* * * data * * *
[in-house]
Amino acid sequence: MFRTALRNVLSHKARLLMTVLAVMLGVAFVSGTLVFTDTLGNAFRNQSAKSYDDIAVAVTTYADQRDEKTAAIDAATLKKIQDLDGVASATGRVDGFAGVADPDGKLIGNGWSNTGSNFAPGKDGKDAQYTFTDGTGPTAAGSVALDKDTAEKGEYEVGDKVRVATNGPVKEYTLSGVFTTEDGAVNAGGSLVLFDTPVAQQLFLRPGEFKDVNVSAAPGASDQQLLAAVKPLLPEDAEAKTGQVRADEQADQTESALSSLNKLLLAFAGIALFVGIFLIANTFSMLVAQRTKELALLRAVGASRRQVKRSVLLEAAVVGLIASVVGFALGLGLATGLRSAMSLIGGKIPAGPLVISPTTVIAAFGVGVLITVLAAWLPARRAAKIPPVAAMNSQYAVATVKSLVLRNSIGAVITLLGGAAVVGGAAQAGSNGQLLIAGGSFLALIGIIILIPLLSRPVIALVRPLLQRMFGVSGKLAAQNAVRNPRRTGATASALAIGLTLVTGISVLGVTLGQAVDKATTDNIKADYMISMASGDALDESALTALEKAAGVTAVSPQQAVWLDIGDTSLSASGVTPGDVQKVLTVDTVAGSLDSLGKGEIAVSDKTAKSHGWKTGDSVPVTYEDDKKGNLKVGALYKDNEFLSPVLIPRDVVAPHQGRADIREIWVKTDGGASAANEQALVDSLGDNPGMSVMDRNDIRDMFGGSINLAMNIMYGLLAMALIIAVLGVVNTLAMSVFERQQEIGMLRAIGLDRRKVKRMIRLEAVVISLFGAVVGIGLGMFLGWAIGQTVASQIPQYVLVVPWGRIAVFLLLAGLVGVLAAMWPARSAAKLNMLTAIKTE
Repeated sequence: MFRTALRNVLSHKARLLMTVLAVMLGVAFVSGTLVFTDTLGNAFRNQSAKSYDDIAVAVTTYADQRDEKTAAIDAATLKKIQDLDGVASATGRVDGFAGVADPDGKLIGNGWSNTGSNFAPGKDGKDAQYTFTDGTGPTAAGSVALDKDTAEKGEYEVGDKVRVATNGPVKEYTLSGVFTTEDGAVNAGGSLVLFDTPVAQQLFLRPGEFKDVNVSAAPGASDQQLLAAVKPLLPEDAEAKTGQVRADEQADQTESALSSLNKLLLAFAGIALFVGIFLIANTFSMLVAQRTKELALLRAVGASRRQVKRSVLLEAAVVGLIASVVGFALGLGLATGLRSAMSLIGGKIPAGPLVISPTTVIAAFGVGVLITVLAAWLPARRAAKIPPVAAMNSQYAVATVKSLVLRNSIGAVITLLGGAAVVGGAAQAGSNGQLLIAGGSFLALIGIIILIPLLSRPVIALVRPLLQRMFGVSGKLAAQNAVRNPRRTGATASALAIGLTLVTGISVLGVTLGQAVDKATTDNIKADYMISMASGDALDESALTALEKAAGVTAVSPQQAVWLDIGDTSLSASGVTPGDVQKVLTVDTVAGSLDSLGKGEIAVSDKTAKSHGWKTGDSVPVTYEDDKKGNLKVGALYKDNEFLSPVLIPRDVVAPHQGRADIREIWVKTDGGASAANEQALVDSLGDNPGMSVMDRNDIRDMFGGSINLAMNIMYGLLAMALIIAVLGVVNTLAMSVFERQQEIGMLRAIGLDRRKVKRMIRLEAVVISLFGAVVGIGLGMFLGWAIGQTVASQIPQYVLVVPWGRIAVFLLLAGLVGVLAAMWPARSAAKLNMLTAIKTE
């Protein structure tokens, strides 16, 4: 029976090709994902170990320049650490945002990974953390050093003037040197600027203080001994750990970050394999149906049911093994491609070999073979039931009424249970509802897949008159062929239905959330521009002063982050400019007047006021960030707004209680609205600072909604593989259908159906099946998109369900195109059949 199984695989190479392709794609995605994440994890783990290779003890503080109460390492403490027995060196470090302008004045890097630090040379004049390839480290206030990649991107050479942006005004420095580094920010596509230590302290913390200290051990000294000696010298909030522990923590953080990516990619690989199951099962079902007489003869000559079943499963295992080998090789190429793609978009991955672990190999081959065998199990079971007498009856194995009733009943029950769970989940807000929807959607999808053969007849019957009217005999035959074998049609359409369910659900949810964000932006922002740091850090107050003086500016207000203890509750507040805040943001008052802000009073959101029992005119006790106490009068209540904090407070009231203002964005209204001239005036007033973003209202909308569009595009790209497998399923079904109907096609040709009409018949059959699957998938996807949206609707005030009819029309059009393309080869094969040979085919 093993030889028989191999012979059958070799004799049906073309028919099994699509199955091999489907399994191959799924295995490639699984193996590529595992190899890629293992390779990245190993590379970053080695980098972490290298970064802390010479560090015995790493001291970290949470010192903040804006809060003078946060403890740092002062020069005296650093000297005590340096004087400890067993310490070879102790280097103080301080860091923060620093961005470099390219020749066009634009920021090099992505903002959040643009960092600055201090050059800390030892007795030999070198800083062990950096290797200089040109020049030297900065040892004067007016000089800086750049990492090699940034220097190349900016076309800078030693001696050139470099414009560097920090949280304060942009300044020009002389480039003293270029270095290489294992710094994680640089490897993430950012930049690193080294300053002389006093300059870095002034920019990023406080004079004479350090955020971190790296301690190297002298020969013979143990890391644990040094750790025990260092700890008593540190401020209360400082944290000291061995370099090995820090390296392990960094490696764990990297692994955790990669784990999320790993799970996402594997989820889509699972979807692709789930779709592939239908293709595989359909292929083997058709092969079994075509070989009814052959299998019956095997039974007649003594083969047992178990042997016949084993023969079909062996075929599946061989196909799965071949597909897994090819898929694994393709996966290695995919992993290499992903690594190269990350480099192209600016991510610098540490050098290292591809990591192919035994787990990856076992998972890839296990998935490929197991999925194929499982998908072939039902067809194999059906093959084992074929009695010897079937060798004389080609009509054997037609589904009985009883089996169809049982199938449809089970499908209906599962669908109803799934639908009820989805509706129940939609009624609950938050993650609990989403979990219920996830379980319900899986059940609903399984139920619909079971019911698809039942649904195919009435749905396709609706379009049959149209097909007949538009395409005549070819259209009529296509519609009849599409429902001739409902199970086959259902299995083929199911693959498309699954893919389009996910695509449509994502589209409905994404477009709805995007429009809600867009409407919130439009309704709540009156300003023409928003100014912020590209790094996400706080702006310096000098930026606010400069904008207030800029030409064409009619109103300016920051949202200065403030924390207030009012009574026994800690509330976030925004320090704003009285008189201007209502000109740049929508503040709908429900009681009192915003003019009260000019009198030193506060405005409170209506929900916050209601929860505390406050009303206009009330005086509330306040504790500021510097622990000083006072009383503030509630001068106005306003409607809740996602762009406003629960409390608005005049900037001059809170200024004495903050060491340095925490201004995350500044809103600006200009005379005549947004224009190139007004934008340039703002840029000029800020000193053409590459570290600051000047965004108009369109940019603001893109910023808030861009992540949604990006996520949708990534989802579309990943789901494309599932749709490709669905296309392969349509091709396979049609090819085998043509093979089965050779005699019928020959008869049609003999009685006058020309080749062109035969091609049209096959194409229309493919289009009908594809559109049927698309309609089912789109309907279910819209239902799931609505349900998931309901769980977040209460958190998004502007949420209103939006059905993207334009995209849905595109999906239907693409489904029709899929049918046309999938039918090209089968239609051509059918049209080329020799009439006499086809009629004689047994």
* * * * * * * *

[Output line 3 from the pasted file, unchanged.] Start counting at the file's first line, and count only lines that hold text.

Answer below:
Repeated sequence: MFRTALRNVLSHKARLLMTVLAVMLGVAFVSGTLVFTDTLGNAFRNQSAKSYDDIAVAVTTYADQRDEKTAAIDAATLKKIQDLDGVASATGRVDGFAGVADPDGKLIGNGWSNTGSNFAPGKDGKDAQYTFTDGTGPTAAGSVALDKDTAEKGEYEVGDKVRVATNGPVKEYTLSGVFTTEDGAVNAGGSLVLFDTPVAQQLFLRPGEFKDVNVSAAPGASDQQLLAAVKPLLPEDAEAKTGQVRADEQADQTESALSSLNKLLLAFAGIALFVGIFLIANTFSMLVAQRTKELALLRAVGASRRQVKRSVLLEAAVVGLIASVVGFALGLGLATGLRSAMSLIGGKIPAGPLVISPTTVIAAFGVGVLITVLAAWLPARRAAKIPPVAAMNSQYAVATVKSLVLRNSIGAVITLLGGAAVVGGAAQAGSNGQLLIAGGSFLALIGIIILIPLLSRPVIALVRPLLQRMFGVSGKLAAQNAVRNPRRTGATASALAIGLTLVTGISVLGVTLGQAVDKATTDNIKADYMISMASGDALDESALTALEKAAGVTAVSPQQAVWLDIGDTSLSASGVTPGDVQKVLTVDTVAGSLDSLGKGEIAVSDKTAKSHGWKTGDSVPVTYEDDKKGNLKVGALYKDNEFLSPVLIPRDVVAPHQGRADIREIWVKTDGGASAANEQALVDSLGDNPGMSVMDRNDIRDMFGGSINLAMNIMYGLLAMALIIAVLGVVNTLAMSVFERQQEIGMLRAIGLDRRKVKRMIRLEAVVISLFGAVVGIGLGMFLGWAIGQTVASQIPQYVLVVPWGRIAVFLLLAGLVGVLAAMWPARSAAKLNMLTAIKTE